It’s in the news and all over social media; it’s no secret big tech companies are going through a hiring freeze. Outside of Twitter, Meta, and Amazon implementing mass layoffs or a hiring freeze, DoorDash, GameStop, Apple, and various others are following suit.
Attributing it to the impending recession is easy, but other elements can influence the problem.
What’s causing the panic?
Inflation and rising Federal Reserve interest rates are prime factors of the times we’re living in. GameStop took a huge hit after soaring profits in 2021, combining that with the surging inflation of this year, they decided that the best course of action for the company was to implement layoffs and a hiring freeze.
Even though we’re going through economic uncertainty, some companies are ramping down their recruitment efforts for different reasons. DoorDash initiated layoffs because they hired too quickly during the pandemic.
On the other hand, Meta hired too heavily during the same timeframe.
Twitter is using its hiring freeze and layoffs the old-fashioned way… to reign in excessive operating costs.
Surprisingly, hiring freezes and layoffs are staples in the modern boardroom or workplace. They’re used to:
- Avoid bankruptcy
- Boost profits
- Reduce expenses
- Optimize labor costs
Is a hiring freeze beneficial?
Executives and business owners wield these hiring freezes with the intent of improving profits and letting go of dead weight. If the company hasn’t begun laying off employees, a hiring freeze may stave it off or help avoid it altogether.
A freeze in hiring can grant an organization the opportunity to redistribute workload and restructure its team for better efficiency. This company may also be able to cut costs by contracting freelancers to pick up some of the work that’s left behind.
Unfortunately, this isn’t the story everyone gets.
Each employee lost is a loss in productivity, slowing progress in project development and causing profits to plateau. When there’s a deficit in employees, customer satisfaction takes a plunge because workers are inundated with work.
Even though employees are laid off, it doesn’t mean their work went with them. Those tasks still have to be completed. That means extra work will be delegated to other staff members who have their own workloads to manage as well.
Employee burnout can creep in quickly and wreak havoc on productivity and employee morale while boosting absenteeism.
To top it off, a hiring freeze can give employees the impression that no relief is coming. It’s a subtle belief, but it shakes their loyalty and could encourage them to seek other employment opportunities.
Losing staff during a hiring freeze can make the situation go from bad to worse. Once the economy settles, the employees that walked out of the door may be needed again.
When the freeze is over, competition begins.
The market goes up and down all the time, and once it levels out, the talent pool will be brimming with qualified candidates. A competition for the best of them will ensue.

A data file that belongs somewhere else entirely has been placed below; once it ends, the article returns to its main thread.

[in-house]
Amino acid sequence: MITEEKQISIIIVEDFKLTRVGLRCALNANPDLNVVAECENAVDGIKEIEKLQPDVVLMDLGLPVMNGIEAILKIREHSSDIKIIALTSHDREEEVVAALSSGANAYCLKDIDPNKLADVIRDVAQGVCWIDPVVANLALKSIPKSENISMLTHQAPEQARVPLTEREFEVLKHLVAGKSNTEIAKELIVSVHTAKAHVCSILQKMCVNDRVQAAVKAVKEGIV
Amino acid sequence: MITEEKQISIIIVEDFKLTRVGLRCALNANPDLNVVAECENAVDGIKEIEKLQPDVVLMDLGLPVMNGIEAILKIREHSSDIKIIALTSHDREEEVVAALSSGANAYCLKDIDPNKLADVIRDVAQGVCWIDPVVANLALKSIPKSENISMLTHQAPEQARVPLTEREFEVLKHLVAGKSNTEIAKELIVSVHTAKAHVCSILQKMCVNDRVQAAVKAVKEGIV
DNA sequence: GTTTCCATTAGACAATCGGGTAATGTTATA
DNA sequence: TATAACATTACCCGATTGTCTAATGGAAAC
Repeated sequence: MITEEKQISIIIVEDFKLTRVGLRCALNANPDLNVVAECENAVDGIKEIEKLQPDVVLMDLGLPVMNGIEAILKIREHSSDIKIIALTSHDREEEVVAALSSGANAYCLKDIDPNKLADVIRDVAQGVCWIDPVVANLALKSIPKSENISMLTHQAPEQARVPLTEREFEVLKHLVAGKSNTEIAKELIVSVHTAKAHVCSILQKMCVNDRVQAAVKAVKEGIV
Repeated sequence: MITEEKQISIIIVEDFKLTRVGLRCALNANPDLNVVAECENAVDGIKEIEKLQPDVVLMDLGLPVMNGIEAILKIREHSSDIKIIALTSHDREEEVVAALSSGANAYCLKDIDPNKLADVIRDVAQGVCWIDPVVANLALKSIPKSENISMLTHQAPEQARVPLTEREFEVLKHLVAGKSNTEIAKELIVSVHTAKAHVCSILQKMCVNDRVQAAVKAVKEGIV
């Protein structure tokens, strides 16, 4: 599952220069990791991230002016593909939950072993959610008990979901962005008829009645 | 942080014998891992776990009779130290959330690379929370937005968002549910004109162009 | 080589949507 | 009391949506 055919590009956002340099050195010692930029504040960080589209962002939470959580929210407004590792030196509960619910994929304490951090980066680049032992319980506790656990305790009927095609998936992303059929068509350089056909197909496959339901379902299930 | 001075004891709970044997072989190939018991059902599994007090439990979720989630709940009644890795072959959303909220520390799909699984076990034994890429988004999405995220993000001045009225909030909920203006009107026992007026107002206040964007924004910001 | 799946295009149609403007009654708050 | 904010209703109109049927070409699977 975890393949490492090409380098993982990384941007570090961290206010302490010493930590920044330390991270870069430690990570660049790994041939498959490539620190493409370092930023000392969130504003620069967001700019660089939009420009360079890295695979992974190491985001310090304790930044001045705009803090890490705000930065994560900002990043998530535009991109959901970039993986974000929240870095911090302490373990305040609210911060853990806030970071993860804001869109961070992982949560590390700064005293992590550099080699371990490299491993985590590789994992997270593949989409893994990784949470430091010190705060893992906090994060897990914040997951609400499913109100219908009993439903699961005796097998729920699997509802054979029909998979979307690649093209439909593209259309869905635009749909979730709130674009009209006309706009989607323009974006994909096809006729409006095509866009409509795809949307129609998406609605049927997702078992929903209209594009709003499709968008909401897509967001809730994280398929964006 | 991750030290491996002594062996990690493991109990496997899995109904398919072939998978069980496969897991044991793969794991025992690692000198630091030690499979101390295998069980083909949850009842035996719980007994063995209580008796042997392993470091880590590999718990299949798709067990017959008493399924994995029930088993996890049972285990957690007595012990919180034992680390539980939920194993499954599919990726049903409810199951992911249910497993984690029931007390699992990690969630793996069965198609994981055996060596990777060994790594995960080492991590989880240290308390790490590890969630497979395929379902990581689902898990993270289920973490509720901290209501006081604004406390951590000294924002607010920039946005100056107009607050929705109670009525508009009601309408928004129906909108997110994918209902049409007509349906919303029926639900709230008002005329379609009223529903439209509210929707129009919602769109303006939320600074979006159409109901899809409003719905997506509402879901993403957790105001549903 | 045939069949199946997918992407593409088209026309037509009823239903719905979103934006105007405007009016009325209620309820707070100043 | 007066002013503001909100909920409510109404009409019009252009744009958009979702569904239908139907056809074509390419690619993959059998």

Other than competing, there’s the challenge of recruiting, hiring, and training an employee. The average cost to hire one employee is approximately $4700, not to mention it takes roughly 46.7 hours to train them, plus $986 in training expenses.
You can use candidate sourcing and other HR technology to gain access to more qualified candidates and find a good hire sooner, but they still have to undergo onboarding and training.
Guiding a candidate through the entire hiring process when the position desperately needs to be filled can lead to hasty decision-making.
Instead, be ready before the economic downturn is over to make sound talent sourcing and hiring decisions.
If a hiring freeze is the best option…
A hiring freeze may be unavoidable; if that’s the case, it’s okay. However, not every position should be completely frozen. Determine which jobs are essential and hire meticulously for a better chance of finding a good fit.
It may also be a good measure to review which roles have been historically difficult for your organization to fill and ensure you have a healthy talent pipeline of engaged candidates for those roles.
Since the primary focus isn’t on recruitment, shift the gaze to retention. Ensure the remaining employees have what they need to excel in their work.
Be transparent with what’s happening, so they’re not in the dark on critical decisions. Be realistic with expectations, so they’re not working toward unattainable goals. Take advantage of employee surveys and stay interviews to gain valuable insight into the company’s workplace.
The takeaway here is to fully support employees and assert job security.
The hiring freeze won’t last forever, and a viable recruiting solution will be a necessity to jump-start the hiring process. Explore how ThisWay & IBM are working together to provide an automated and streamlined solution for when the hiring competition begins!
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